Written by: Ben Wiley, Sophomore at Davidson College
In conjunction with nearby DNC events, my school, Davidson College, yesterday hosted a panel discussion on energy with some big names: Vincent Davis from Duke Energy, Eric Spiegel, CEO of Siemens Corporation, Anthony Foxx, mayor of Charlotte, and Graham Bullock, a political science and environmental studies professor at my college. The discussion was moderated by Eric Roston, sustainability editor for Bloomberg.com, and took place in a makeshift, on-stage "living room" complete with couches, a table, and a lamp. Interestingly, much of the discussion mirrored the purported living space: attractive, comfortable, and perhaps not entirely genuine.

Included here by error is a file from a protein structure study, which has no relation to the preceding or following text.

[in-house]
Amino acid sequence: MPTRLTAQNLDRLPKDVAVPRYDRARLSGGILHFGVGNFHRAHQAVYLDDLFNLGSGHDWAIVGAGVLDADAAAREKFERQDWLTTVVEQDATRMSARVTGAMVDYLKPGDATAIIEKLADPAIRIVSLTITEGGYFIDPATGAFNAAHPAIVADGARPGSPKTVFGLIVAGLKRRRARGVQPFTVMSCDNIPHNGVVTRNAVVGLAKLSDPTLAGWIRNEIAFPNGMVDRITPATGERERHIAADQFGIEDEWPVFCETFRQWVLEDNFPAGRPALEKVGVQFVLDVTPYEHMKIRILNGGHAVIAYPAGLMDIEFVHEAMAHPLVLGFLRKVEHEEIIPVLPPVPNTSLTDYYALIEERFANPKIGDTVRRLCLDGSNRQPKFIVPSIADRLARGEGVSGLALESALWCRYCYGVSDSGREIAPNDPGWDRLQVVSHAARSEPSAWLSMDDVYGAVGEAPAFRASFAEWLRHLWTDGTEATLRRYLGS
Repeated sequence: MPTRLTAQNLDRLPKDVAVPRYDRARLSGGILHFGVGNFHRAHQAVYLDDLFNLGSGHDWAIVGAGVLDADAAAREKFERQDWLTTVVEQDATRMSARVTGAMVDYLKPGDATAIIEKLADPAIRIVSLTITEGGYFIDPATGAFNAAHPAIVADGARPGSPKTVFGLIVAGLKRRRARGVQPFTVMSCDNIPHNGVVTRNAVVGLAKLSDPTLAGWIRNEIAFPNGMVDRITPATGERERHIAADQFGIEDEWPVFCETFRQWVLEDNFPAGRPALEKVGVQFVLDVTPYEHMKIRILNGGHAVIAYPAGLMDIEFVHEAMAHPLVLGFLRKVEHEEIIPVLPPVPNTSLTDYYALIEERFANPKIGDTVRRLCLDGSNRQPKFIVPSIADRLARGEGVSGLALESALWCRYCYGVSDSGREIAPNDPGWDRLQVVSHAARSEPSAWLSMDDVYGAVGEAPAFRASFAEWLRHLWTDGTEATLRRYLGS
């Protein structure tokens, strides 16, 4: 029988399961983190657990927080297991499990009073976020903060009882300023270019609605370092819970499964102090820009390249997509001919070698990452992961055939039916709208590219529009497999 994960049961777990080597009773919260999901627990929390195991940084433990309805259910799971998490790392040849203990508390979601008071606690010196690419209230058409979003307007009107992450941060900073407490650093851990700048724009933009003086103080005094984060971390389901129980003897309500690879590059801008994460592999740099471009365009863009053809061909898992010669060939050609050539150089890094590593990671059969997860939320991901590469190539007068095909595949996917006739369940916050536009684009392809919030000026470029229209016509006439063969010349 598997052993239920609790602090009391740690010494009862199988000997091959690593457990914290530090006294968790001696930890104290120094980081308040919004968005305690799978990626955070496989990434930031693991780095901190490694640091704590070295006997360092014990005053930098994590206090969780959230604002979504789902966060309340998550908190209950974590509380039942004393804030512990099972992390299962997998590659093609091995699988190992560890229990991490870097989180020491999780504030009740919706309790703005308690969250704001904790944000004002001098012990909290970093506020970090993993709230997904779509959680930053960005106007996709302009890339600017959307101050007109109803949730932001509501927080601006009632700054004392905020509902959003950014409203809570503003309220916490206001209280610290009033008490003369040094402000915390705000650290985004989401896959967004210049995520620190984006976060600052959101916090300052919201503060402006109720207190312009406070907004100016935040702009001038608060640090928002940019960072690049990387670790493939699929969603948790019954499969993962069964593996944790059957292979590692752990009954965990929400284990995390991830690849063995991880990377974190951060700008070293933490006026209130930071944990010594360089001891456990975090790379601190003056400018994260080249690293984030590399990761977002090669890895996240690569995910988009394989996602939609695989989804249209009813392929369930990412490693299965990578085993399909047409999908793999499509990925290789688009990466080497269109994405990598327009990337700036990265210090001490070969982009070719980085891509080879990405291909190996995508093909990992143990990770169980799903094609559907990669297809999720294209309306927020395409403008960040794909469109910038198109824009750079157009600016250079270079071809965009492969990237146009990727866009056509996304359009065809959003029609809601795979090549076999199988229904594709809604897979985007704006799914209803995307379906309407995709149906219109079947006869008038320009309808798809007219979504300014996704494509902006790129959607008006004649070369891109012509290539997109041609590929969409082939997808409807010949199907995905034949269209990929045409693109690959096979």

Most of what happened over the 90-minute discussion and Q&A session was quite unsurprising. All parties involved noted the necessity to become more sustainable and make short-term sacrifices to serve future generations. It was clear that everyone sitting on couches that day wanted to be seen as sustainable. And as they braved people's tough questions, we also saw that they were trying! Siemens's Eric Spiegel spoke of initiatives to create greener transportation and to push young people to make progress in sustainability through science competitions. Duke Energy's Vincent Davis mentioned the collaborative Envision Charlotte program which pushes Charlotte to further sustainability, and he also mentioned that Duke is urging consumers to make moves on their own end to improve efficiency and do less harm to the environment. However, he seemed simply unable to answer my question (minute 46) about Duke's continued funding of the American Legislative Exchange Council, or ALEC, which pushes through state legislatures bills exactly counter to the sustainable goals Duke claims to have. And we all saw what Duke's actually energy progress by 2030 will look like when an audience member supplied a pie chart which Mr. Roston graciously held up for everyone: A small decline in coal usage, a massive increase in nuclear, and a marginal, insignificant increase in renewables. As multiple people pointed out, we're not actualy sure what the word "sustainability" means anymore.
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